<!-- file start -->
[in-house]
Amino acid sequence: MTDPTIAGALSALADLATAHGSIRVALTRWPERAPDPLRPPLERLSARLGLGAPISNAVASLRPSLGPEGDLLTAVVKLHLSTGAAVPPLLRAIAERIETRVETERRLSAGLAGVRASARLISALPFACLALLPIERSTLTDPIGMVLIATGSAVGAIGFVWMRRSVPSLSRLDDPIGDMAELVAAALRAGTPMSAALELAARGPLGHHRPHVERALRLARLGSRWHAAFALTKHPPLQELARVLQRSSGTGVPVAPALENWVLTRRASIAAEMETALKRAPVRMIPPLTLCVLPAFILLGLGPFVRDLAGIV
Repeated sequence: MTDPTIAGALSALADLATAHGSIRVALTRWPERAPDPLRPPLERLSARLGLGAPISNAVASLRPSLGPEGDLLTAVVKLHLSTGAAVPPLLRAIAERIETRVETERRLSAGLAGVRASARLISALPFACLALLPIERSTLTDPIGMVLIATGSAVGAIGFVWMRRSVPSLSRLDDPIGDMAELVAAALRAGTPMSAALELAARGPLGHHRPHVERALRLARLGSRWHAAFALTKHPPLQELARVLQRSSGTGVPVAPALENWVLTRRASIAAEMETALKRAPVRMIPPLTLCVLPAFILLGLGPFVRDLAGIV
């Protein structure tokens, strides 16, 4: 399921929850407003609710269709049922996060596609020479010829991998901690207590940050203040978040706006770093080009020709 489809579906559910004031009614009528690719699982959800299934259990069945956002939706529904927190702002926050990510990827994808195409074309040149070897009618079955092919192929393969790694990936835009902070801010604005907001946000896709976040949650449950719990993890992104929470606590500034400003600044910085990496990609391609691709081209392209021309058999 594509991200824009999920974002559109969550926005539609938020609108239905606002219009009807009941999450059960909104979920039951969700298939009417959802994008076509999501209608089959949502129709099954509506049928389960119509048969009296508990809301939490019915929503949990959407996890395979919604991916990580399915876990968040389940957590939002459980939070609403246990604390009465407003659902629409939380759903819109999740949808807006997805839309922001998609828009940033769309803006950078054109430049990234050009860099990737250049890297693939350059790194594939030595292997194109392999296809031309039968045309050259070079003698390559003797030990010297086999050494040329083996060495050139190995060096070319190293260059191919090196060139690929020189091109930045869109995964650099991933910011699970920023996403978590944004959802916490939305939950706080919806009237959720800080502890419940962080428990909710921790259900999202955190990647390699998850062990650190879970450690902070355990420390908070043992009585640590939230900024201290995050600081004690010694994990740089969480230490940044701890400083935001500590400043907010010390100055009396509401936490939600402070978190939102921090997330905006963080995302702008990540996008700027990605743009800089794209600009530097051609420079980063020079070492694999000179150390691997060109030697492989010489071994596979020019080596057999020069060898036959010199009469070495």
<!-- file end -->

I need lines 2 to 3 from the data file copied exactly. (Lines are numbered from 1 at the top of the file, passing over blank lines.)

Amino acid sequence: MTDPTIAGALSALADLATAHGSIRVALTRWPERAPDPLRPPLERLSARLGLGAPISNAVASLRPSLGPEGDLLTAVVKLHLSTGAAVPPLLRAIAERIETRVETERRLSAGLAGVRASARLISALPFACLALLPIERSTLTDPIGMVLIATGSAVGAIGFVWMRRSVPSLSRLDDPIGDMAELVAAALRAGTPMSAALELAARGPLGHHRPHVERALRLARLGSRWHAAFALTKHPPLQELARVLQRSSGTGVPVAPALENWVLTRRASIAAEMETALKRAPVRMIPPLTLCVLPAFILLGLGPFVRDLAGIV
Repeated sequence: MTDPTIAGALSALADLATAHGSIRVALTRWPERAPDPLRPPLERLSARLGLGAPISNAVASLRPSLGPEGDLLTAVVKLHLSTGAAVPPLLRAIAERIETRVETERRLSAGLAGVRASARLISALPFACLALLPIERSTLTDPIGMVLIATGSAVGAIGFVWMRRSVPSLSRLDDPIGDMAELVAAALRAGTPMSAALELAARGPLGHHRPHVERALRLARLGSRWHAAFALTKHPPLQELARVLQRSSGTGVPVAPALENWVLTRRASIAAEMETALKRAPVRMIPPLTLCVLPAFILLGLGPFVRDLAGIV